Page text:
Speak Up, Scientists!

If you argue that scientists should try to communicate their ideas and findings more widely, rather than just staying hunched over their microscopes, everyone will nod vigorously. Of course they should, right? They have lots of important things to share with us, from the latest on the eating habits of vampire jumping spiders to the evidence that we’re on the cusp of a life-altering, worldwide catastrophe.

A recent editorial in The Biological Bulletin, for instance, makes the case that if you’re in a lab but not on Twitter, you’re falling down on the job and placing science in a “perilous position.”

But the idea of outreach—the term that’s inevitably applied when scientists talk to nonscientists about science—is complicated. And in the past week several researchers who also blog and Tweet have been explaining why it’s not always so simple.

As Jeanne Garbarino, a postdoc at Rockefeller University, puts it, researchers are “already overburdened with just keeping their laboratories and careers afloat.” She goes on:

I want to come out in defense of scientists. I am growing weary of the blame being placed on them (me) for not “breaking it down” for public audiences. All too often, scientists are painted as elitists who refuse to leave the comfy confines of their ivory towers, when in reality, they are locked in the tower, held captive by the evil stepmother that is our current funding system. Those who place the blame on scientists are just out of touch with the realities of basic science research.

This post from the researcher and blogger Scicurious sounds a similar note:

If you seem overly interested in outreach (or even in college teaching in some fields), you are not just odd. Your priorities are out of whack. No one ever got a faculty position based on outreach. I have seen colleagues get dinged in promotion meetings for too much time spent doing outreach. The unspoken implication is clear: If you’re doing outreach, you must not be doing science.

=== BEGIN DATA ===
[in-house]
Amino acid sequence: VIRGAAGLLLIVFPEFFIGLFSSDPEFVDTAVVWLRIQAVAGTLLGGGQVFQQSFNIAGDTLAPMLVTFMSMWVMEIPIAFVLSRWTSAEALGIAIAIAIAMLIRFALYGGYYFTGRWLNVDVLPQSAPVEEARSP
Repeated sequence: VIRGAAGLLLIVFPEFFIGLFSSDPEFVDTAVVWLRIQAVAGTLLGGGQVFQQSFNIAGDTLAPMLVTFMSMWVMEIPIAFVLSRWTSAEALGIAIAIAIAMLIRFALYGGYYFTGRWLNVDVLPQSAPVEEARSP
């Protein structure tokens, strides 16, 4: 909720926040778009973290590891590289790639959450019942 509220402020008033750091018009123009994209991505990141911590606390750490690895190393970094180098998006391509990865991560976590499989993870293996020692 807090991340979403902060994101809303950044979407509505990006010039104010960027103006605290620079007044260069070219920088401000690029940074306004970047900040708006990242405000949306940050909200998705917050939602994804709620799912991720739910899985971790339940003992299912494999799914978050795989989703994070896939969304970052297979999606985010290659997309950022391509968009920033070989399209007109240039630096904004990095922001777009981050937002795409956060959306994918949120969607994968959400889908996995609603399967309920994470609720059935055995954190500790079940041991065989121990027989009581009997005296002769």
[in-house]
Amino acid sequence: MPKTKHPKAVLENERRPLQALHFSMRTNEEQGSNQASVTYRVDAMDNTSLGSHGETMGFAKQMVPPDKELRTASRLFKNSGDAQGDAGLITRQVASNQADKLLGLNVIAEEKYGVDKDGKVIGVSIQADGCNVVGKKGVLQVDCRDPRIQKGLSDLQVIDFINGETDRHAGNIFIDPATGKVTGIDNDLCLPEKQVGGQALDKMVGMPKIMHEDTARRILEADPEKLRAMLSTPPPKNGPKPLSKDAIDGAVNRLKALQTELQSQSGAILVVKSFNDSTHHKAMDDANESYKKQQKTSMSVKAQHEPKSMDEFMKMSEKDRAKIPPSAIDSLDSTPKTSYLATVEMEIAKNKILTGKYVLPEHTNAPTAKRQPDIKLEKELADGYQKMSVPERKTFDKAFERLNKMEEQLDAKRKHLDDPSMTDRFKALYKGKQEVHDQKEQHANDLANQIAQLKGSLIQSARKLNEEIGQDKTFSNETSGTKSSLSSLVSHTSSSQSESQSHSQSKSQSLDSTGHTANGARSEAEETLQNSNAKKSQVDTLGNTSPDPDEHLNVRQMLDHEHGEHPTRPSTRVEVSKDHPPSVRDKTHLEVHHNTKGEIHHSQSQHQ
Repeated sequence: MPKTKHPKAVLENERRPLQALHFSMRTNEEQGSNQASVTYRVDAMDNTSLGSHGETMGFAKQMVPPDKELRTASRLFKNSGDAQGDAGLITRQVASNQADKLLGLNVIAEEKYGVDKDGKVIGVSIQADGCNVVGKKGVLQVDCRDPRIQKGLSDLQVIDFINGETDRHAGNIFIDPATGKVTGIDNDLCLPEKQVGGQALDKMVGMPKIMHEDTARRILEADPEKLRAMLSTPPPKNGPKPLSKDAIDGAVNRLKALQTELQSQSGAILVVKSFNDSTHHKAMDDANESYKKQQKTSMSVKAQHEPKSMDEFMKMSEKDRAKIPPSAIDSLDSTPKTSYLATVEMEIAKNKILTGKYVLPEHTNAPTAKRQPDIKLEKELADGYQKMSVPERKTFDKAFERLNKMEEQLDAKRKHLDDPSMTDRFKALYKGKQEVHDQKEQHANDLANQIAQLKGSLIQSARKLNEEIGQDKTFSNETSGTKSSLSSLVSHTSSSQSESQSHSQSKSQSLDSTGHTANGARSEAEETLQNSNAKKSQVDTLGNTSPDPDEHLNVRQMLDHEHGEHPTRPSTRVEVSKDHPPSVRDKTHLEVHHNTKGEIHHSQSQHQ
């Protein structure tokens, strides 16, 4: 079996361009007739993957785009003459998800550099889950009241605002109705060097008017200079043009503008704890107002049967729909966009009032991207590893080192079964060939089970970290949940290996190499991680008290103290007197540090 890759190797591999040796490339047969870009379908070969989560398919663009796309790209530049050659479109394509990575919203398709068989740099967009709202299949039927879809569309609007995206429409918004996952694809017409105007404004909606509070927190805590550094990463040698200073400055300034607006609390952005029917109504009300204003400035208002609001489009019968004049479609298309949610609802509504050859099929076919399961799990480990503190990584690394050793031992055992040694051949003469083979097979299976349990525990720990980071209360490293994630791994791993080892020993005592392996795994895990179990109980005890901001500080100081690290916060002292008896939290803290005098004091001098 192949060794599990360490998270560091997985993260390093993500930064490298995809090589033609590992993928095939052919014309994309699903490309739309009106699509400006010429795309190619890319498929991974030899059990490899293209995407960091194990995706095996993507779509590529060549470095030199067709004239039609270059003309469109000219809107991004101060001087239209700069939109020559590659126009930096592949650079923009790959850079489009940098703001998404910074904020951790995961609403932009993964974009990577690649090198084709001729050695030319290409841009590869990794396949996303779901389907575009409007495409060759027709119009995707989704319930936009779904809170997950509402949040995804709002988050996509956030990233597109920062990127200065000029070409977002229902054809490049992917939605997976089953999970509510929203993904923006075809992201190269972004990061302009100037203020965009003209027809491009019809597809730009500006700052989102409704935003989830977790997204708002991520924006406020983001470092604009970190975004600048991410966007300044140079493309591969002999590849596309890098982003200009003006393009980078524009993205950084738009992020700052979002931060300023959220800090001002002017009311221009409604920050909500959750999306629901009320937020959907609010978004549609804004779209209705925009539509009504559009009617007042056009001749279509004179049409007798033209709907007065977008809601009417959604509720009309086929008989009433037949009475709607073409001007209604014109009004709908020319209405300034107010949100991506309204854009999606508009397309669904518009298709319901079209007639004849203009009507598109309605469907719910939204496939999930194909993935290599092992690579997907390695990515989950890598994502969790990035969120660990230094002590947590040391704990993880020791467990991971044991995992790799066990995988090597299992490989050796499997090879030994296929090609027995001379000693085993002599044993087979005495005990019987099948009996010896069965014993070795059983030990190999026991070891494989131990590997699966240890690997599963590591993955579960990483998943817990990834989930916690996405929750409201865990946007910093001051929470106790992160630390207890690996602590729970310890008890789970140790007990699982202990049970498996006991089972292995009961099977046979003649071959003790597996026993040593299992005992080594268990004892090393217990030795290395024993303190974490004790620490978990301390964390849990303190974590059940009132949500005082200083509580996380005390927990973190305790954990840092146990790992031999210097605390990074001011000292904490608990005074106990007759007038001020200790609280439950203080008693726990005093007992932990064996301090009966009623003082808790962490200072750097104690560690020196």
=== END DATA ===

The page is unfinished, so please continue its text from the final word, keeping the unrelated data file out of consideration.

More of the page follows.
But maybe that’s starting to change, at least at some institutions. Kate Clancy, an assistant professor of anthropology at the University of Illinois at Urbana-Champaign, shares this heartening experience:

My third-year review letter contained language that agreed that my blog constitutes a kind of nontraditional, peer-reviewed writing. The letter applauded my efforts in outreach, over and over again. And so while my next year on the tenure track will surely be focused on my trying to find balance between research, teaching, and outreach efforts, I now have written insurance from higher-ups at my university that my outreach is considered valuable and aids my path to tenure.

Cedar Riener, an assistant professor of psychology at Randolph-Macon College, argues that it’s not just about dissemination:

Science outreach needn’t be just reaching out, but also pulling in. In this age when new forms of communication facilitate dialogue rather than broadcast, being a good innovative scientist should mean occasional interaction with a wide variety of people in a wide variety of disciplines. When people discourage science outreach, I think they hold a mistaken caricature of what outreach is (as merely broadcasting, instead of dialogue), but also, they perpetuate a needlessly limited and conservative view of science, as progress in isolated niches rather than a fundamentally multidisciplinary exercise.

Following up on this idea, John Hawks, the anthropologist who writes this popular blog, Tweets:

Labeling activities as “outreach” is a way for the academy to delegitimize them. We should resist pigeonholing.

More posts on outreach (or whatever you want to call it) can be found here, and also under the Twitter hashtag #reachingoutsci.

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